1 cup whole milk, or 1/2 cup 1% and 1/2 cup light cream (this is what I used)
1/2 teaspoon good quality vanilla extract, such as Madagascar Bourbon pure vanilla
4 egg yolks
A 1 1/2 quart capacity ice cream maker. If using a small home electric kind, make sure the bowl is well frozen, as in several days in the freezer before you plan to use it.
2 nights before you want to eat your ice cream, combine the peaches, 1/2 cup of the sugar, the lemon juice and the amaretto in a small bowl. Stir to combine well, cover with plastic wrap and put it in the refrigerator overnight to well chill. You can stir it occasionally if you think about it.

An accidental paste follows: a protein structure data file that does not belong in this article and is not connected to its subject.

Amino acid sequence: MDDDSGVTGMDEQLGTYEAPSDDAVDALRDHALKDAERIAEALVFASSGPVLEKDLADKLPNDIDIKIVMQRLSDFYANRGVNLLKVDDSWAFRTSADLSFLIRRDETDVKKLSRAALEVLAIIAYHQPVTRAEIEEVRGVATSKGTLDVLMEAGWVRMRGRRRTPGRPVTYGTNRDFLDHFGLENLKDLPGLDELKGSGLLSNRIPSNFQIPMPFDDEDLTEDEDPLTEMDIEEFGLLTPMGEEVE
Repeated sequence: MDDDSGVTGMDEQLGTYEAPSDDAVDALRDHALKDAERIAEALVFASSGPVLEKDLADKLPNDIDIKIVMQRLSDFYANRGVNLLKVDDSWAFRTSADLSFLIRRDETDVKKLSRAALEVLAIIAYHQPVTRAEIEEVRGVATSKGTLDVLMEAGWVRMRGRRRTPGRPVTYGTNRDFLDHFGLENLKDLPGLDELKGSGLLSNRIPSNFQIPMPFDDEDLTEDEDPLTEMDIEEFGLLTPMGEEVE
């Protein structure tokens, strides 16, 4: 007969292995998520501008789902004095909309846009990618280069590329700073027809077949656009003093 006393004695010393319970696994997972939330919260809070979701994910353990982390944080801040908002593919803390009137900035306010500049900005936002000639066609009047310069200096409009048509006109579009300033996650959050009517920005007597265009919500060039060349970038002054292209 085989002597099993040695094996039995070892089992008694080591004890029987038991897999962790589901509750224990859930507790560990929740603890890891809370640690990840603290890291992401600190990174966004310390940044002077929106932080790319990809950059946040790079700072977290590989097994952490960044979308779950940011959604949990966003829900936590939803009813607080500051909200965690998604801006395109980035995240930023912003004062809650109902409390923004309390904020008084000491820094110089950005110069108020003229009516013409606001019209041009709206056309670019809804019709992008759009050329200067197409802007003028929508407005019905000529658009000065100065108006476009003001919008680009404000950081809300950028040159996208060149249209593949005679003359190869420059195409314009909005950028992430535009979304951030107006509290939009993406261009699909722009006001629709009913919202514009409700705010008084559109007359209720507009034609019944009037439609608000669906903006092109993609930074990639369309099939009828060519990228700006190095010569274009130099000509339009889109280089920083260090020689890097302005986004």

The same night as you prep the peaches, make the custard base. In a saucepan combine 3/4 cup sugar, heavy cream and the milk or milk/light cream combo as mentioned above, and the vanilla. Bring it just to a boil over medium low heat, stirring to dissolve the sugar, then remove it from the heat. In another small bowl, whisk the egg yolks. Add about 1/3 of the hot cream mixture to the yolks while whisking the yolks, then return the yolk mixture to the cream mixture in the saucepan while whisking the cream mixture. Return the saucepan with the custard mix to medium low heat and continue to cook, stirring with a spoon, until the mixture thickens, comes just to a low boil and coats the back of the spoon, leaving a clean trail when you run your finger through it. Remove the custard from the heat, strain it into a medium bowl through a fine to remove any solids and allow it to cool at room temperature until just barely warm. Cover with plastic wrap allowing the plastic to touch the top of the custard to prevent a skin, then cover the top of the bowl with plastic wrap and place it into the refrigerator to chill overnight.